Religion. Faith. Ethics. In his recently launched weekly news of religion podcast “Beliefs”, William Baker, PhD, director of Fordham’s Bernard L. Schwartz Center for Media, Public Policy, and Education, covers all of this and more. As the podcast’s creator and host of each episode, Baker delves into top religion stories with a new, featured guest each week.
Together, he and his guests explore topics and fundamental questions that arise from today’s religion landscape. The show’s raison d’être, faith, is important and often at the center of blame and controversy, yet part of the life of over six billion people. Some of the stories are about conflicts within religion, but also covered are the many stories about religion as a positive force in communities worldwide.
Developed in partnership with Religion News Service, “Beliefs” episodes range from 12-20 minutes and are intended to reach communities beyond those normally covered and served by mainstream media. By exploring current events in the world of religion in a sympathetic and secular way, the podcast is accessible and relevant for a broad audience, even to those who don’t adhere to any religious doctrine.
For example, in the first six months of the podcast, “Beliefs” covered origins and practices, abuse and pain, hate speech and bigotry. As Baker explained in “God bless America: The theology of the Fourth of July”, Ira Stoll, academic and author of Samuel Adams: A Life, discusses the Declaration of Independence: “The most important sentence is probably the one that says, ‘We hold these truths to be self-evident: that all men are created equal, that they are endowed by their Creator with certain inalienable rights.’ So, that idea that all men have certain unalienable rights that came from their Creator – God – is what I call the ‘Theology of the Fourth of July’.” Another episode, “Equal or complementary? Gender roles in faith traditions”, examines “complementarianism”, the theological view in some traditional religions that men and women fulfill separate and complementary roles in life and in religion. And in the podcast conversation on “LGBT Catholics: Inclusivity in the Catholic Church with Fr. James Martin SJ”, Martin discusses his book, Building a Bridge: How the Catholic Church and the LGBT Community Can Enter into a Relationship of Respect, Compassion, and Sensitivity.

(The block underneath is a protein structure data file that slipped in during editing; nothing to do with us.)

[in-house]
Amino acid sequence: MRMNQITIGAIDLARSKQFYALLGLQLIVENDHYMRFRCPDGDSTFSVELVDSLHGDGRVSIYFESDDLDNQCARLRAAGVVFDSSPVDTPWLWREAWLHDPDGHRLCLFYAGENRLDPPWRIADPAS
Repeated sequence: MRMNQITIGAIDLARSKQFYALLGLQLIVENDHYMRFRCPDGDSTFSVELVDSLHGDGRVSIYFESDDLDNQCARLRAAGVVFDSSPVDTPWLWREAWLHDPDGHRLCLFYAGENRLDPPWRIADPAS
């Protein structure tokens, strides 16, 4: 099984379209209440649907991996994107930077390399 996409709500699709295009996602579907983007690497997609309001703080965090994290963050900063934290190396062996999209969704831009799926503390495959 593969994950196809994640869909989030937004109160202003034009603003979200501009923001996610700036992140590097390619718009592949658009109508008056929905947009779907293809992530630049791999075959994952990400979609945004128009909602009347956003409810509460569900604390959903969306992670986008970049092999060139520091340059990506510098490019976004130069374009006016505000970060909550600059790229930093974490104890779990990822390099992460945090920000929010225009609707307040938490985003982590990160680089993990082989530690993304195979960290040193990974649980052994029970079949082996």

In addition to his position as director of Fordham’s Bernard L. Schwartz Center for Media, Public Policy & Education at Fordham University, Baker is President Emeritus of New York’s PBS station, WNET-Thirteen.
In other news, the Schwartz Center has received two significant grants from the John A. Hartford Foundation and Gordon and Betty Moore Foundation, to produce a movie that focuses on later-in-life issues. Titled Fast-Forward, it takes young people on a journey that immerses them in what the elderly experience as they enter their third act. The film’s purpose is to awaken young adult minds to understand what their time later in life will be like, and then armed with this knowledge, ask themselves the question,“ Should I be doing anything differently now for the future?”
Also, Bill Baker and Michael O’Malley will have their book, Organizations for People, published this October. Said Baker, “Its focus on Caring Cultures, Basic Needs, and Better Lives discusses the success of kind leaders and kind companies as a counternarrative to many current work environments that seem to foster more of a “killer mentality.”
— Jeanine Genauer contributed reporting.